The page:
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Until very recently, no society had seen marriage as anything other than a conjugal partnership: a male-female union. What Is Marriage? identifies and defends the reasons for this historic consensus and shows why redefining civil marriage as something other than the conjugal union of husband and wife is a mistake. Originally published in the Harvard Journal of Law and Public Policy, this book's core argument quickly became the year's most widely read essay on the most prominent scholarly network in the social sciences. Since then, it has been cited and debated by scholars and activists throughout the world as the most formidable defense of the tradition ever written. Now revamped, expanded, and vastly enhanced, What Is Marriage? stands poised to meet its moment as few books of this generation have. Sherif Girgis, Ryan T. Anderson, and Robert P. George offer a devastating critique of the idea that equality requires redefining marriage. They show why both sides must first answer the question of what marriage really is. They defend the principle that marriage, as a comprehensive union of mind and body ordered to family life, unites a man and a woman as husband and wife, and they document the social value of applying this principle in law. Most compellingly, they show that those who embrace same-sex civil marriage leave no firm ground--none--for not recognizing every relationship describable in polite English, including polyamorous sexual unions, and that enshrining their view would further erode the norms of marriage, and hence the common good. Finally, What Is Marriage? decisively answers common objections: that the historic view is rooted in bigotry, like laws forbidding interracial marriage; that it is callous to people's needs; that it can't show the harm of recognizing same-sex couplings or the point of recognizing infertile ones; and that it treats a mere "social construct" as if it were natural or an unreasoned religious view as if it were rational.
About the Author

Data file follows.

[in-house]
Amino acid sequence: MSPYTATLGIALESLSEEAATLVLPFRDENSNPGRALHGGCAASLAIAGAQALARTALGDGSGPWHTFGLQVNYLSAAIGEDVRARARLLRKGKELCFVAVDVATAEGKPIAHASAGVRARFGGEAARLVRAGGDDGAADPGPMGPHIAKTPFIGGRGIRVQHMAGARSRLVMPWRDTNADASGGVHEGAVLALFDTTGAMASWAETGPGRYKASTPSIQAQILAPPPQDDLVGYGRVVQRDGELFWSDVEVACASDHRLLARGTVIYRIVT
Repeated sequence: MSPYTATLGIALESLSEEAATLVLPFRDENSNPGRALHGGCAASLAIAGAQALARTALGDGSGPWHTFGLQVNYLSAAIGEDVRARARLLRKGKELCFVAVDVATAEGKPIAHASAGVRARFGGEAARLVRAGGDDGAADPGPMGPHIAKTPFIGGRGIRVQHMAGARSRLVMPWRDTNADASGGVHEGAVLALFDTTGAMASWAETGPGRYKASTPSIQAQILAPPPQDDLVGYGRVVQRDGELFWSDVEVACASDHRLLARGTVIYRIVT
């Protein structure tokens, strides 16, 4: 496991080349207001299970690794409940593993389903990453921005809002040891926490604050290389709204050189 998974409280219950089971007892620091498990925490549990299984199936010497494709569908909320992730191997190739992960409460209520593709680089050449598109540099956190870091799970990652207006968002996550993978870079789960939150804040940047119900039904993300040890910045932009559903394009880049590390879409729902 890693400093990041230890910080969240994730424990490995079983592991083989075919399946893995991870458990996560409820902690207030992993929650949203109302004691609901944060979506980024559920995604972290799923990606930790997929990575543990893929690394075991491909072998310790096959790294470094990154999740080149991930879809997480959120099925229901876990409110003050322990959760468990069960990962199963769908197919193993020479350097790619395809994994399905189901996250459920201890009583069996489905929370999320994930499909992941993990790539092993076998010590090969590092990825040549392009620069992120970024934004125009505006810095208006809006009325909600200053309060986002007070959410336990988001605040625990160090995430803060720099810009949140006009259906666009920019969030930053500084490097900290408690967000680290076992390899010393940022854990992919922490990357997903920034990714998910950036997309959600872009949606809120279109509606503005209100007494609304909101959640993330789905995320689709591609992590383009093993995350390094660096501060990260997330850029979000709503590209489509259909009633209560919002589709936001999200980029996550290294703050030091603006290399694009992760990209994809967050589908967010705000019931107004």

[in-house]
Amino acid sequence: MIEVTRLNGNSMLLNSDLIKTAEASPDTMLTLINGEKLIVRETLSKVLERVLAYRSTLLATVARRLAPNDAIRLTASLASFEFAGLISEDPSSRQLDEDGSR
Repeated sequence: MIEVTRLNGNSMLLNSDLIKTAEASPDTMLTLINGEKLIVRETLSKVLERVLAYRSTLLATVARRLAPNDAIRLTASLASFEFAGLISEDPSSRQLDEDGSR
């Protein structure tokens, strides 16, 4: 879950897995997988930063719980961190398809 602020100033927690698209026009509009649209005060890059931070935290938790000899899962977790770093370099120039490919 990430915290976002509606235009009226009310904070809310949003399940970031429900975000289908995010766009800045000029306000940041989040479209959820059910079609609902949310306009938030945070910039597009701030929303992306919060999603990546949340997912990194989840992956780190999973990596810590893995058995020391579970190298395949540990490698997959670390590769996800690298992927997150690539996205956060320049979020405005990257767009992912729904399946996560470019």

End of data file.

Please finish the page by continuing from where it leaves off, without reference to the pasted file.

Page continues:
Robert P. George is McCormick Professor of Jurisprudence and director of the James Madison Program in American Ideals and Institutions at Princeton University. He has been chairman of the U.S. Commission on International Religious Freedom and has served on the U.S. Commission on Civil Rights and the President's Council on Bioethics. He was a Judicial Fellow at the Supreme Court of the United States, where he received the Justice Tom C. Clark Award. A Phi Beta Kappa graduate of Swarthmore, he holds J.D. and M.T.S. degrees from Harvard University and the degrees of D.Phil., B.C.L., D.C.L., and D.Litt. from Oxford University, in addition to twenty-one honorary doctorates. He is a recipient of the U.S. Presidential Citizens Medal. Sherif Girgis is an attorney in Washington, D.C., and a Ph.D. student in philosophy at Princeton. He has served as law clerk to Judge Thomas Griffith on the U.S. Court of Appeals for the D.C. Circuit and to Justice Samuel Alito on the Supreme Court of the United States. He earned his J.D. from Yale Law School, a B.Phil. in philosophy from the University of Oxford as a Rhodes Scholar, and a bachelor's degree in philosophy with highest honors from Princeton. He is a coauthor of Debating Religious Liberty and Discrimination (2017) and of several book chapters and academic articles in law and philosophy journals. The views expressed in this book and his other work are his own and not those of his law firm Ryan T. Anderson is the William E. Simon Senior Research Fellow at The Heritage Foundation and the founder and editor-in-chief of Public Discourse, the online journal of the Witherspoon Institute of Princeton, New Jersey. He received his bachelor of arts degree from Princeton University, graduating Phi Beta Kappa and magna cum laude, and he received his doctoral degree in political philosophy from the University of Notre Dame. He is the author of When Harry Became Sally: Responding to the Transgender Moment (2018) and Truth Overruled: The Future of Marriage and Religious Freedom (2015), and he is a coauthor of What Is Marriage? Man and Woman: A Defense (2012) and Debating Religious Liberty and Discrimination (2017).